The Line Between Motivation and Obsession

A Google search for “personal growth” brings back 58,800,000 results. There is no lack of resources for people who want to improve themselves, learn more, make a change, be happier, reach their goals, get a better job, lose weight, build their self-esteem, make peace with the past, learn to say no…Whatever your personal demon may be there is likely plenty of information from people with the same problem who have battled and bested it. Or so they say.

Sometimes, I get a motivation boost from reading about people who have made big life changes in ways that seem healthy to me. But I always wonder, when have you gone too far? When do you stop building good habits and begin behaving compulsively?

At one time, I had the blog Get Rich Slowly in my reader and felt inspired by the story of someone who began with overwhelming debt, but wrangled his finances into order. I read the posts and comments regularly and tried to think of ways to reduce my debt and to bring in more money, I was ready to get serious about it and look for credit counseling so I could fix my finances for my future. Then, the blog as a whole began to bother me. Where is the line between being frugal and being a tightwad?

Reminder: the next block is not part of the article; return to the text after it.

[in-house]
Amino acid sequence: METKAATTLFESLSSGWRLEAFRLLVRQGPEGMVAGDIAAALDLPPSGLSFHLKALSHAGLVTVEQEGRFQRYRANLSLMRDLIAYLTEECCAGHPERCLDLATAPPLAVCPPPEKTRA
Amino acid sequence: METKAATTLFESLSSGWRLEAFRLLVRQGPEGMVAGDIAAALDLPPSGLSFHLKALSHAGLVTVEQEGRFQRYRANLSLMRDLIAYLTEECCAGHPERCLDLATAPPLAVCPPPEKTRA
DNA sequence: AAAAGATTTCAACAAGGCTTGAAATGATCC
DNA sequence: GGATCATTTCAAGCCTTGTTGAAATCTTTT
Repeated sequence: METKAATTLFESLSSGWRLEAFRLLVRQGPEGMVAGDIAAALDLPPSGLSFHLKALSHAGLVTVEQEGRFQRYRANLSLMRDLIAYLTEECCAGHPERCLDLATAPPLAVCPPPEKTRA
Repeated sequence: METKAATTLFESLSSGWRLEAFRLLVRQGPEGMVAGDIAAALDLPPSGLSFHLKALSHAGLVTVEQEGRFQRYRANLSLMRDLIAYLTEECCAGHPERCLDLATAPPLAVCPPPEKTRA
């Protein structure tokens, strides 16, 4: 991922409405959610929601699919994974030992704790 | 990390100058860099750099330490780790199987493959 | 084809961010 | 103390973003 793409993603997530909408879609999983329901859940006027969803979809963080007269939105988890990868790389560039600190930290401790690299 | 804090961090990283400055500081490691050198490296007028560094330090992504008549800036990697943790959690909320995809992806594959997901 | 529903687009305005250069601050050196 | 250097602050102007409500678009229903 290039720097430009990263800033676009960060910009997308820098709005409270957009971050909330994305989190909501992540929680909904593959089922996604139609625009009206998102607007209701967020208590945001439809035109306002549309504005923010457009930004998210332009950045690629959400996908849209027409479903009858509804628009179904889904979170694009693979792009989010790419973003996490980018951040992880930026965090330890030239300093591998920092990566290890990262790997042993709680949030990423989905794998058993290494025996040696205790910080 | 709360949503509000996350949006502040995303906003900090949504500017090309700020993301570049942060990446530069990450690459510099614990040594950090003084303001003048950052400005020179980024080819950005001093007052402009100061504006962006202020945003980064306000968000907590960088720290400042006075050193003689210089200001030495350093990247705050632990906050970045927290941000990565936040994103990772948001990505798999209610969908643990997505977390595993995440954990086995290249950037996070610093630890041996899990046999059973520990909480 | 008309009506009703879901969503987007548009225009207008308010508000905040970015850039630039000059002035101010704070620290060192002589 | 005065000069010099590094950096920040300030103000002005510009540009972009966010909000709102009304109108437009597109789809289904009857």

If you want something really badly, and your finances wouldn’t suffer if you got the thing, why would you deny yourself? Why would you continue to max out your savings when you could spend just a little and get something that you’ve wanted for a long time? (This line of questioning may be the reason my finances are not, ahem, in the best order they could be.) However, being overwhelmed by your debt is not something you should allow to happen just because you really want to buy a material item. Be sensible and astute in how you spend your money.

Along the same lines, when does striving to reach your goals become an unhealthy obsession? One of my daughters once had an aerobics teacher who worked out for 2 hours during the day, then went home and ran 5 miles every evening, yet worried about being fat. I worried (needlessly, it turned out) about the effect such a role model might have on my impressionable daughter.

In my own life, I want to build a writing business. I want control of my income and of the work I do on a daily basis. I may even look into investing on websites like SoFi to bolster my finances on the side. I try to work on building this business somehow or other everyday. Several times a week I end up staying awake for an hour or two longer than I should to do this work. Every weekend I spend time writing and marketing. My family doesn’t get much computer time.

Right now, it doesn’t feel like an obsession. If it becomes one, will I know? How? What is the line? Can you become successful in something like running a business withoutbeing at least a little obsessed?

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